Travel and Religion in Antiquity considers the importance of issues relating to travel for our understanding of religious and cultural life among Jews, Christians, and others in the ancient world, particularly during the Hellenistic and Roman eras. The volume is organized around five overlapping areas where religion and travel intersect: travel related to honouring deities, including travel to festivals, oracles, and healing sanctuaries; travel to communicate the efficacy of a god or the superiority of a way of life, including the diffusion of cults or movements; travel to explore and encounter foreign peoples or cultures, including descriptions of these cultures in ancient ethnographic materials; migration; and travel to engage in an occupation or vocation. With interdisciplinary contributions that cover a range of literary, epigraphic, and archeological materials, the volume sheds light on the importance of movement in connection with religious life among Greeks, Romans, Nabateans, and others, including Judeans and followers of Jesus.This perspective is seen in the following quote from The Odyssey, where we encounter the stock question that was typically ... We get the impressionaato use a modern termaa of a ahigh-maintenancea personality, one that needed constant external reassurance and interaction. ... Silvia Montiglio (2005) draws out the significance of this departure or absence for the traveller separated from family and fellowanbsp;...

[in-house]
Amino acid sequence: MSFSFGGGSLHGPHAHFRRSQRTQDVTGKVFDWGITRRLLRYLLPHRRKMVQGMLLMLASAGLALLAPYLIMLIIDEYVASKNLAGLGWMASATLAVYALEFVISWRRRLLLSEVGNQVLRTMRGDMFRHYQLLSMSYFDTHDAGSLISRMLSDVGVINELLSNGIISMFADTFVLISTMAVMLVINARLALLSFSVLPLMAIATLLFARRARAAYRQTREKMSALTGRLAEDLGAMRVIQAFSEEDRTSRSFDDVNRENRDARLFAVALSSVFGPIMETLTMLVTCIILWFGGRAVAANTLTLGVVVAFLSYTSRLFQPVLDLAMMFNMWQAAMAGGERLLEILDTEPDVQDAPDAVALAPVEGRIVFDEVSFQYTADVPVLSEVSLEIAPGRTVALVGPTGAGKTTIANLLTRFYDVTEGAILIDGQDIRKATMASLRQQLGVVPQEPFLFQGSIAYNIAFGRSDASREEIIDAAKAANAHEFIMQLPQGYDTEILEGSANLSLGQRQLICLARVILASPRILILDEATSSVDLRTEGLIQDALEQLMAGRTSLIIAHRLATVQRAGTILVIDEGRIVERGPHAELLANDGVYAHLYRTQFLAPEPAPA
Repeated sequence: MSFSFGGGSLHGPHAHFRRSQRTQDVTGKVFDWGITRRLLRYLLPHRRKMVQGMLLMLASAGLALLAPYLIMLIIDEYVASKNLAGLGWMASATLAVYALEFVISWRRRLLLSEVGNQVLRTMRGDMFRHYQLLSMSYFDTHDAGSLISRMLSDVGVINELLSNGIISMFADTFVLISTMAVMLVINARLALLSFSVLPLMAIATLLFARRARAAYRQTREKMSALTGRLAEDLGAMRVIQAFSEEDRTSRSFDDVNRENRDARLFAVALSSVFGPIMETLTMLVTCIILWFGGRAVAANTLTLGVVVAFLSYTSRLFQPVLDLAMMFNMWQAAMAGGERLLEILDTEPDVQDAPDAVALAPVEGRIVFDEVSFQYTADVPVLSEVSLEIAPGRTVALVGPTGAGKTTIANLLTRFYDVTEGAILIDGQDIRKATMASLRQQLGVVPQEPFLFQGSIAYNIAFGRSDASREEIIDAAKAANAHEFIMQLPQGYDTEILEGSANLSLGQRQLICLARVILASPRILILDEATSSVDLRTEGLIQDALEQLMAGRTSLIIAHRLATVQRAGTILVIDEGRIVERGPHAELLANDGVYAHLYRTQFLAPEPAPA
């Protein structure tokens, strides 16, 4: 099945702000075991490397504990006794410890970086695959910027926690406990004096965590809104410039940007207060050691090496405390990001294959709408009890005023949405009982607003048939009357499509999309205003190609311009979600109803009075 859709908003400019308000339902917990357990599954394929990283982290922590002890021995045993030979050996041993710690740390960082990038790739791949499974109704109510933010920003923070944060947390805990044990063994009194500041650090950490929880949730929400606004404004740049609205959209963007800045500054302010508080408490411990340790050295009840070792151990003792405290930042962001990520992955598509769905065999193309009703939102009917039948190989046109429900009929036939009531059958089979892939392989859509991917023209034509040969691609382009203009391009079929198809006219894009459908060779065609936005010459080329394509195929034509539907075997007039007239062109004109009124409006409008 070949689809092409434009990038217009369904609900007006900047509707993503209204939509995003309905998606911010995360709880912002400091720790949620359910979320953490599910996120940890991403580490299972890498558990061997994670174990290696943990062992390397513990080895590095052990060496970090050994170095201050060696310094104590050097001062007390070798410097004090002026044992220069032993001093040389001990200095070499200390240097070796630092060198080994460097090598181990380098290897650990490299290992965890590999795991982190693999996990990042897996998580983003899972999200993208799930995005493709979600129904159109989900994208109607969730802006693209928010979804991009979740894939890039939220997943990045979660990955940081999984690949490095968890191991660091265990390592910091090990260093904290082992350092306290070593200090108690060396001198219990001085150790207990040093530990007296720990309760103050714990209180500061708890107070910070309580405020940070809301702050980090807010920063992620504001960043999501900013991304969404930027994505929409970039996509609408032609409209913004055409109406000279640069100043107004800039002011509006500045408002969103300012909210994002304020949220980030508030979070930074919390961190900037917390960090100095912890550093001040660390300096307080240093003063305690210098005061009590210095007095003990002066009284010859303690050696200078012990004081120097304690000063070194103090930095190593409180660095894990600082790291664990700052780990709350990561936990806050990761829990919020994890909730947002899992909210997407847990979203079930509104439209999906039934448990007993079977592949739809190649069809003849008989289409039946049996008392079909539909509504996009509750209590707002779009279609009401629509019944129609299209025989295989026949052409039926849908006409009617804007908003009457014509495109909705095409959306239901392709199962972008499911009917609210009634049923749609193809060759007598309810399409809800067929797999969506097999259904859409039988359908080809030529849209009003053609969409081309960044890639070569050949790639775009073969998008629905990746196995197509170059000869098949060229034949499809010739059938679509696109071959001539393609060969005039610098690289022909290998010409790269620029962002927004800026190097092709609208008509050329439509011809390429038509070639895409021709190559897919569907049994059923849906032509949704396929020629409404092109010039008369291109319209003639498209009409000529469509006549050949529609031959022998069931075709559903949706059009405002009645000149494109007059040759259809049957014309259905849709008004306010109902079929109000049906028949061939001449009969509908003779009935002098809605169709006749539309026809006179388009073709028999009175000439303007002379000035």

|Title||:||Travel and Religion in Antiquity|
|Author||:||Philip A. Harland|
|Publisher||:||Wilfrid Laurier Univ. Press - 2011-03-08|